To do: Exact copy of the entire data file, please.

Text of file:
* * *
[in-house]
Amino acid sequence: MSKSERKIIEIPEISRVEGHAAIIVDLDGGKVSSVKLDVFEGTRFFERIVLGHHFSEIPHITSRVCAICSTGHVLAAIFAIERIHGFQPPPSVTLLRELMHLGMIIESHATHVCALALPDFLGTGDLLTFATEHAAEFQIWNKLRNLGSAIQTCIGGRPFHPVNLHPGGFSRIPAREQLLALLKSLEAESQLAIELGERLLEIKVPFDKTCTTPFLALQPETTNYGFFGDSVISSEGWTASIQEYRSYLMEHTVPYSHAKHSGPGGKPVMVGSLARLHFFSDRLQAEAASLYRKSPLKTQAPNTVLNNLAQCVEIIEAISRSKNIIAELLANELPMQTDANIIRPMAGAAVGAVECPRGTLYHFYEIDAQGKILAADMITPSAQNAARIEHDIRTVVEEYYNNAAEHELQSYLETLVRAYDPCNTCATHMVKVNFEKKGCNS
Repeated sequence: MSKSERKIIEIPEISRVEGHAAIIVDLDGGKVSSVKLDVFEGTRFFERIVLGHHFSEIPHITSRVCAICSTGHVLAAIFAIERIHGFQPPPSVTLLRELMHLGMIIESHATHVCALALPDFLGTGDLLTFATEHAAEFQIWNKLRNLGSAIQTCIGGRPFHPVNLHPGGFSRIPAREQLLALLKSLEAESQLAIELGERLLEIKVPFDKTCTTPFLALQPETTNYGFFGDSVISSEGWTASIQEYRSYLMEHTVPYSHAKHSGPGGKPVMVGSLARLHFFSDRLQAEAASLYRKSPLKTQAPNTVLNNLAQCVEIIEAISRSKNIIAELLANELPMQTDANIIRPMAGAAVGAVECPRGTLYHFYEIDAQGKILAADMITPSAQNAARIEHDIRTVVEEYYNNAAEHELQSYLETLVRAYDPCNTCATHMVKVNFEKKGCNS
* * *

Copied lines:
[in-house]
Amino acid sequence: MSKSERKIIEIPEISRVEGHAAIIVDLDGGKVSSVKLDVFEGTRFFERIVLGHHFSEIPHITSRVCAICSTGHVLAAIFAIERIHGFQPPPSVTLLRELMHLGMIIESHATHVCALALPDFLGTGDLLTFATEHAAEFQIWNKLRNLGSAIQTCIGGRPFHPVNLHPGGFSRIPAREQLLALLKSLEAESQLAIELGERLLEIKVPFDKTCTTPFLALQPETTNYGFFGDSVISSEGWTASIQEYRSYLMEHTVPYSHAKHSGPGGKPVMVGSLARLHFFSDRLQAEAASLYRKSPLKTQAPNTVLNNLAQCVEIIEAISRSKNIIAELLANELPMQTDANIIRPMAGAAVGAVECPRGTLYHFYEIDAQGKILAADMITPSAQNAARIEHDIRTVVEEYYNNAAEHELQSYLETLVRAYDPCNTCATHMVKVNFEKKGCNS
Repeated sequence: MSKSERKIIEIPEISRVEGHAAIIVDLDGGKVSSVKLDVFEGTRFFERIVLGHHFSEIPHITSRVCAICSTGHVLAAIFAIERIHGFQPPPSVTLLRELMHLGMIIESHATHVCALALPDFLGTGDLLTFATEHAAEFQIWNKLRNLGSAIQTCIGGRPFHPVNLHPGGFSRIPAREQLLALLKSLEAESQLAIELGERLLEIKVPFDKTCTTPFLALQPETTNYGFFGDSVISSEGWTASIQEYRSYLMEHTVPYSHAKHSGPGGKPVMVGSLARLHFFSDRLQAEAASLYRKSPLKTQAPNTVLNNLAQCVEIIEAISRSKNIIAELLANELPMQTDANIIRPMAGAAVGAVECPRGTLYHFYEIDAQGKILAADMITPSAQNAARIEHDIRTVVEEYYNNAAEHELQSYLETLVRAYDPCNTCATHMVKVNFEKKGCNS